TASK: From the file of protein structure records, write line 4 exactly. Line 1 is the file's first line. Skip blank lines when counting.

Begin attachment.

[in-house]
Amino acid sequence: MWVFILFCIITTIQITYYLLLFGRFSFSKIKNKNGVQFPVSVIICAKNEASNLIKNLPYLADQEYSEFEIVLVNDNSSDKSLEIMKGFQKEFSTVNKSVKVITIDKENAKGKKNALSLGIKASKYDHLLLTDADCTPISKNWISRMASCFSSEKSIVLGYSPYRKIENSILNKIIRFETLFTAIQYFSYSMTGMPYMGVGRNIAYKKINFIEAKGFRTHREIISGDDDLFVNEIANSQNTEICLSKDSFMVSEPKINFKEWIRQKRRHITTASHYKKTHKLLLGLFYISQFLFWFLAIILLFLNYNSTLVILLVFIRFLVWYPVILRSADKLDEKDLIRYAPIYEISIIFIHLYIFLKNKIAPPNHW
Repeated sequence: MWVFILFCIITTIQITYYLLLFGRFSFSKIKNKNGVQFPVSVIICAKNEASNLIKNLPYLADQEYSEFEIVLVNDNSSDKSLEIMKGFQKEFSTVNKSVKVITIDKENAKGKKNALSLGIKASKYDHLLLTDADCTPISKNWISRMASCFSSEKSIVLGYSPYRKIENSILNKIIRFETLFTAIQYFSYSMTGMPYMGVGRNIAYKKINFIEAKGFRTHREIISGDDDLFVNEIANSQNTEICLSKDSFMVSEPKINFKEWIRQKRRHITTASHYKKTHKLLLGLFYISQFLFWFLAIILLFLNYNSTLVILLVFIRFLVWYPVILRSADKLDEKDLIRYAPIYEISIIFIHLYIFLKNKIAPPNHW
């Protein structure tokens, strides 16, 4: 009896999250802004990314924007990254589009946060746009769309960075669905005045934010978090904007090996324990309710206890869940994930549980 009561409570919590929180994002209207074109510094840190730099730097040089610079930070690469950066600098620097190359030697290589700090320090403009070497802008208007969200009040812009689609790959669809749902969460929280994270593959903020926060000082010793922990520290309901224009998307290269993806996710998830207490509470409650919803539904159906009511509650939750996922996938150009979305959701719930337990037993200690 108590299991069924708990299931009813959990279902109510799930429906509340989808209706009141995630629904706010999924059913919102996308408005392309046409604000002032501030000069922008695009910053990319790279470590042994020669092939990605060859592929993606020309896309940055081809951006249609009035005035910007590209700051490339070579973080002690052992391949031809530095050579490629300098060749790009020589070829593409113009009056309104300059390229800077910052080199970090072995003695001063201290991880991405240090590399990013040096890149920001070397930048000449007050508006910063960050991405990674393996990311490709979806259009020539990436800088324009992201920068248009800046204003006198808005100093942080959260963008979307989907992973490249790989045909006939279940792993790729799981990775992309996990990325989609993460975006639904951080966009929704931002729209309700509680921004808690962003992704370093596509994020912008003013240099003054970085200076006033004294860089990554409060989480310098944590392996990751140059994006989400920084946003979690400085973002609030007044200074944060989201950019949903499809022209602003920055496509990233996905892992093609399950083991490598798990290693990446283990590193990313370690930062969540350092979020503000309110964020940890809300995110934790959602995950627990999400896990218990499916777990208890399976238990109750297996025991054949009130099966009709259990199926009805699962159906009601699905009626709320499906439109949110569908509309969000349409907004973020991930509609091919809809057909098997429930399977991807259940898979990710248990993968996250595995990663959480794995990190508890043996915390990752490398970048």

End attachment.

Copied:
């Protein structure tokens, strides 16, 4: 009896999250802004990314924007990254589009946060746009769309960075669905005045934010978090904007090996324990309710206890869940994930549980 009561409570919590929180994002209207074109510094840190730099730097040089610079930070690469950066600098620097190359030697290589700090320090403009070497802008208007969200009040812009689609790959669809749902969460929280994270593959903020926060000082010793922990520290309901224009998307290269993806996710998830207490509470409650919803539904159906009511509650939750996922996938150009979305959701719930337990037993200690 108590299991069924708990299931009813959990279902109510799930429906509340989808209706009141995630629904706010999924059913919102996308408005392309046409604000002032501030000069922008695009910053990319790279470590042994020669092939990605060859592929993606020309896309940055081809951006249609009035005035910007590209700051490339070579973080002690052992391949031809530095050579490629300098060749790009020589070829593409113009009056309104300059390229800077910052080199970090072995003695001063201290991880991405240090590399990013040096890149920001070397930048000449007050508006910063960050991405990674393996990311490709979806259009020539990436800088324009992201920068248009800046204003006198808005100093942080959260963008979307989907992973490249790989045909006939279940792993790729799981990775992309996990990325989609993460975006639904951080966009929704931002729209309700509680921004808690962003992704370093596509994020912008003013240099003054970085200076006033004294860089990554409060989480310098944590392996990751140059994006989400920084946003979690400085973002609030007044200074944060989201950019949903499809022209602003920055496509990233996905892992093609399950083991490598798990290693990446283990590193990313370690930062969540350092979020503000309110964020940890809300995110934790959602995950627990999400896990218990499916777990208890399976238990109750297996025991054949009130099966009709259990199926009805699962159906009601699905009626709320499906439109949110569908509309969000349409907004973020991930509609091919809809057909098997429930399977991807259940898979990710248990993968996250595995990663959480794995990190508890043996915390990752490398970048």